Chevrolet will oversee the restoration of historic Corvettes that were damaged when a sinkhole collapsed this week at the National Corvette Museum in Bowling Green, Ky. General Motors Design in Warren will lead the project, the automaker announced Thursday.
“The vehicles at the National Corvette Museum are some of the most significant in automotive history,” says Mark Reuss, GM’s executive vice president of global product development. “There can only be one, 1-millionth Corvette ever built. We want to ensure as many of the damaged cars are restored as possible so fans around the world can enjoy them when the museum reopens.”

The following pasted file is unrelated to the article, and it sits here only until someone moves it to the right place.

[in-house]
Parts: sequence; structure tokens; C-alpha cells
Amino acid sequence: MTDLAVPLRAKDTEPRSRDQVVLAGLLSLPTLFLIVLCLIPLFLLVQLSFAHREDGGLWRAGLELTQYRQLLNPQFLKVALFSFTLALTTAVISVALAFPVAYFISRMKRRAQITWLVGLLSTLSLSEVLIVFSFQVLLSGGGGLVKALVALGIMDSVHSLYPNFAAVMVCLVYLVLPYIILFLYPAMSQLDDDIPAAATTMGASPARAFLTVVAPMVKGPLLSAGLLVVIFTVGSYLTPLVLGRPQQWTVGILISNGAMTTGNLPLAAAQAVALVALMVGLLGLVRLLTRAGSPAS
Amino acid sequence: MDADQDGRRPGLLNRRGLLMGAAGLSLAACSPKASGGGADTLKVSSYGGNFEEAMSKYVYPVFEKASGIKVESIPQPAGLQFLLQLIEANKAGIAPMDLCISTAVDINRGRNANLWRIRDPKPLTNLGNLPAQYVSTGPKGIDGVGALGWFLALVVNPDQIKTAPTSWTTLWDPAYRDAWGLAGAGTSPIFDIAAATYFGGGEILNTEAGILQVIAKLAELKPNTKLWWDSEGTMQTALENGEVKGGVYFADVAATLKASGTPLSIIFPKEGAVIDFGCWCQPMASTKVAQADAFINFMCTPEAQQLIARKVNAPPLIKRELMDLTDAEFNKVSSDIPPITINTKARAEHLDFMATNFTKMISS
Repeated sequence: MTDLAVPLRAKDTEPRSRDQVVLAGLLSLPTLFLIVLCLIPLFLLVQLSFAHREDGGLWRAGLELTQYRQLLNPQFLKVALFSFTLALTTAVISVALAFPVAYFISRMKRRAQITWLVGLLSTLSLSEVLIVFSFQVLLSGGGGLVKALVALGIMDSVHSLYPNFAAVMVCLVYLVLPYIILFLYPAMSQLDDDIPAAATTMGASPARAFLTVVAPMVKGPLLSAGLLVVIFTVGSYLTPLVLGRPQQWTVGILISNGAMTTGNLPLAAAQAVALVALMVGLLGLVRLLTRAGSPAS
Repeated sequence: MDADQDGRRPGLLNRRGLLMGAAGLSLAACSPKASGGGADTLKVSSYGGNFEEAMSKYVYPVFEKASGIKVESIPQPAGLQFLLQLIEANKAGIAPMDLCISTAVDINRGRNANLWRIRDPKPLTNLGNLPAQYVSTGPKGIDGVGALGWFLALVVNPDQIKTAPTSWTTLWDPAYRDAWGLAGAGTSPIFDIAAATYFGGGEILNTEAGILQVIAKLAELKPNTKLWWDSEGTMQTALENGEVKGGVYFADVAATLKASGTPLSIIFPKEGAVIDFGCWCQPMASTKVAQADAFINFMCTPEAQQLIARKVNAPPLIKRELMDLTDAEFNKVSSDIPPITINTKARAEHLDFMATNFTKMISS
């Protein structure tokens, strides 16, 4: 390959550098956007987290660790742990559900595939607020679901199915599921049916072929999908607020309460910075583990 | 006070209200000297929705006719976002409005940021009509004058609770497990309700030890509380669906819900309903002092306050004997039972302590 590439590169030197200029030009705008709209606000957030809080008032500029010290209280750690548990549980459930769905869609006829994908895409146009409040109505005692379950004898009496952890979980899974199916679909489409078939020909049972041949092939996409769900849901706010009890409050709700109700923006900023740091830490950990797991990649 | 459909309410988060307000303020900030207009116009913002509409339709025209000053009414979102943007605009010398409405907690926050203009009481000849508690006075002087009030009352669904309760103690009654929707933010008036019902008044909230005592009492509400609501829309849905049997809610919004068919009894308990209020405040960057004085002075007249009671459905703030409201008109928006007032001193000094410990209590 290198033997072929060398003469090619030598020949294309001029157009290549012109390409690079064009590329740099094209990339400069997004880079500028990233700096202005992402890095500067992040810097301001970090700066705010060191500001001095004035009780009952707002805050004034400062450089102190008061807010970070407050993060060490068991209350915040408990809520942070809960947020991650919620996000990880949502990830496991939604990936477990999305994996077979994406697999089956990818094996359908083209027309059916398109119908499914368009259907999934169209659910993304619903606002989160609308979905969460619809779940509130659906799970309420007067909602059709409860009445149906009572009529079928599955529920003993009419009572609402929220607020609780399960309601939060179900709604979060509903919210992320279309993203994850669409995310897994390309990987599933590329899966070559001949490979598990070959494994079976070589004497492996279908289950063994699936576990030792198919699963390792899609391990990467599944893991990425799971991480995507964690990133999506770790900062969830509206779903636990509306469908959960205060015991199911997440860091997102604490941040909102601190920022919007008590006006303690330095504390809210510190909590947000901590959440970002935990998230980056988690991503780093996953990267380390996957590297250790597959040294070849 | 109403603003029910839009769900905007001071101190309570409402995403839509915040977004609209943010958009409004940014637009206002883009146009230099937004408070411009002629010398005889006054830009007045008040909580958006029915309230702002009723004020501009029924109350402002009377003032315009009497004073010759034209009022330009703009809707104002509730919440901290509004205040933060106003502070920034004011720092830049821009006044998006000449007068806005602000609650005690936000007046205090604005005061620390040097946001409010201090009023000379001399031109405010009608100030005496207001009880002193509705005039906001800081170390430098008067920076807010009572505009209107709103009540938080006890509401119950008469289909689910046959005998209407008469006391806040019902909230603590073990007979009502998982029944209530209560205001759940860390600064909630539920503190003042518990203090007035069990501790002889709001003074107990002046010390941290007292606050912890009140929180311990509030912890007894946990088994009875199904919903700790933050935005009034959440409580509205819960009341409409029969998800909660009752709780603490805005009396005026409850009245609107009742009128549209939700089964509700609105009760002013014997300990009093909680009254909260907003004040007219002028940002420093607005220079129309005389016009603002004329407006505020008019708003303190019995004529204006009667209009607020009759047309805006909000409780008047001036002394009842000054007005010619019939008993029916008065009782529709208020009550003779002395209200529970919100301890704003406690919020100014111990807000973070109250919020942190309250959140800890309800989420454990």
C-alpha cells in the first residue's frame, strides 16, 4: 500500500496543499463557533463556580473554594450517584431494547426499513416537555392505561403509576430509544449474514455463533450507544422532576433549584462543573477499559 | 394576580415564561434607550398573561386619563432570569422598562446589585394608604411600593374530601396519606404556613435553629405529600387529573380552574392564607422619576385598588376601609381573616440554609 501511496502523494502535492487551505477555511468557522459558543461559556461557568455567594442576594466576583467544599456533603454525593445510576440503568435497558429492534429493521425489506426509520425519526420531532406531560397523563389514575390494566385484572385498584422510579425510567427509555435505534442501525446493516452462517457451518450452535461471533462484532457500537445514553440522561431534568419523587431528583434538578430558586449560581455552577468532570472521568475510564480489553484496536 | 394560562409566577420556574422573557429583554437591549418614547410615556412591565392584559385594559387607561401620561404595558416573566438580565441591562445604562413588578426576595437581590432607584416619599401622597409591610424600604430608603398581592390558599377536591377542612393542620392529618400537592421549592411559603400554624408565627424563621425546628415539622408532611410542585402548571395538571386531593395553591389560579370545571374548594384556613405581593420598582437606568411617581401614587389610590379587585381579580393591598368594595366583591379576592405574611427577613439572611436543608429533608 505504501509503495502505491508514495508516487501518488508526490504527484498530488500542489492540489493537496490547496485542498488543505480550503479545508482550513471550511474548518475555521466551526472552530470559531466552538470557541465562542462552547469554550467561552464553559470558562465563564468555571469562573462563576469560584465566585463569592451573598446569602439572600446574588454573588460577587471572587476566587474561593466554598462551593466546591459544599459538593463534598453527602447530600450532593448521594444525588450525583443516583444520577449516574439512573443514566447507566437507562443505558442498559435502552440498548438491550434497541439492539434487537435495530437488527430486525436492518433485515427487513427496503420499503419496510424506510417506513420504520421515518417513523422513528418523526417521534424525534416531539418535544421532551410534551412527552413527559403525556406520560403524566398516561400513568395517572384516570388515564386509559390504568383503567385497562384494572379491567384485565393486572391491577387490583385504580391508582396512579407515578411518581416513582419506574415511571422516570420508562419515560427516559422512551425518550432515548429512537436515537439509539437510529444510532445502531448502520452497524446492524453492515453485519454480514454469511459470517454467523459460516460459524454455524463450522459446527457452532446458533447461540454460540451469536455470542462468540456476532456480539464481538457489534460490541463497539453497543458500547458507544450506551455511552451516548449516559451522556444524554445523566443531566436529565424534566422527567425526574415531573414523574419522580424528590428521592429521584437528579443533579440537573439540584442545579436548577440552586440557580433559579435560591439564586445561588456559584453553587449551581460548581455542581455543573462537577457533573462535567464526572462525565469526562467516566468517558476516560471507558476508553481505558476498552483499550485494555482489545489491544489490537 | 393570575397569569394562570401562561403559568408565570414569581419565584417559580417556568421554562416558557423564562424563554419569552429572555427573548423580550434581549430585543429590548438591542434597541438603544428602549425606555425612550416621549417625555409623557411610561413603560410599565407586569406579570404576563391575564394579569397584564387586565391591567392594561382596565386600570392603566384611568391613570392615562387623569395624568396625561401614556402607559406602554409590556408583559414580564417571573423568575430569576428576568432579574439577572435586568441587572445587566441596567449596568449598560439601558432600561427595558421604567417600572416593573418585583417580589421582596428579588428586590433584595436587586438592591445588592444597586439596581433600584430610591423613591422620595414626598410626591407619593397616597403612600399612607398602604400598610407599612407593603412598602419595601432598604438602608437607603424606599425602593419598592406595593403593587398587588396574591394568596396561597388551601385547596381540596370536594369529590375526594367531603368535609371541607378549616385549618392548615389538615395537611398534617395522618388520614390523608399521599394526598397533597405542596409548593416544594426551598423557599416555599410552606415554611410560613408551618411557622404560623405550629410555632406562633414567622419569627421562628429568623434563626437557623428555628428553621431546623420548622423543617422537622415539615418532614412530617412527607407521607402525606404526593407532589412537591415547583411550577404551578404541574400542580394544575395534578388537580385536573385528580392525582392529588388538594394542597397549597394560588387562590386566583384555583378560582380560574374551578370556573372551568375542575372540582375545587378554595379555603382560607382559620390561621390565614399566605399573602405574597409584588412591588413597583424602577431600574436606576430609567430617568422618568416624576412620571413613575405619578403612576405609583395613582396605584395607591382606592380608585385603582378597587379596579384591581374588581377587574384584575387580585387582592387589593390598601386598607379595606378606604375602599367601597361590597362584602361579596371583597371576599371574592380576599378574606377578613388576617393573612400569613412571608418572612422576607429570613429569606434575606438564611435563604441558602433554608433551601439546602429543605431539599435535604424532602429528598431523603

Eight vehicles were damaged in the incident, including a 1962 Black Corvette, 1984 PPG Pace Car, 1992 White 1 Millionth Corvette, 1993 Ruby Red 40th Anniversary Corvette, 2001 Mallett Hammer Z06 Corvette, and 2009 White 1.5 Millionth Corvette. Two of the cars — a 1993 ZR-1 Spyder and 2009 ZR1 “Blue Devil” — were on loan from General Motors.
When the cars are recovered from the sinkhole, which collapsed Wednesday, they will be shipped to the mechanical assembly facility, a specialty shop in the Warren Technical Cetner, where the restoration process for each vehicle will be determined.
The National Corvette Museum, which is independently owned and supported solely by charitable donations, is currently accepting donations to assist in refurbishing the facility. The museum, which opened in 1984, is located a quarter mile from GM’s Bowling Green Assembly Plant, which started production in 1981. For more information, visit corvettemuseum.org.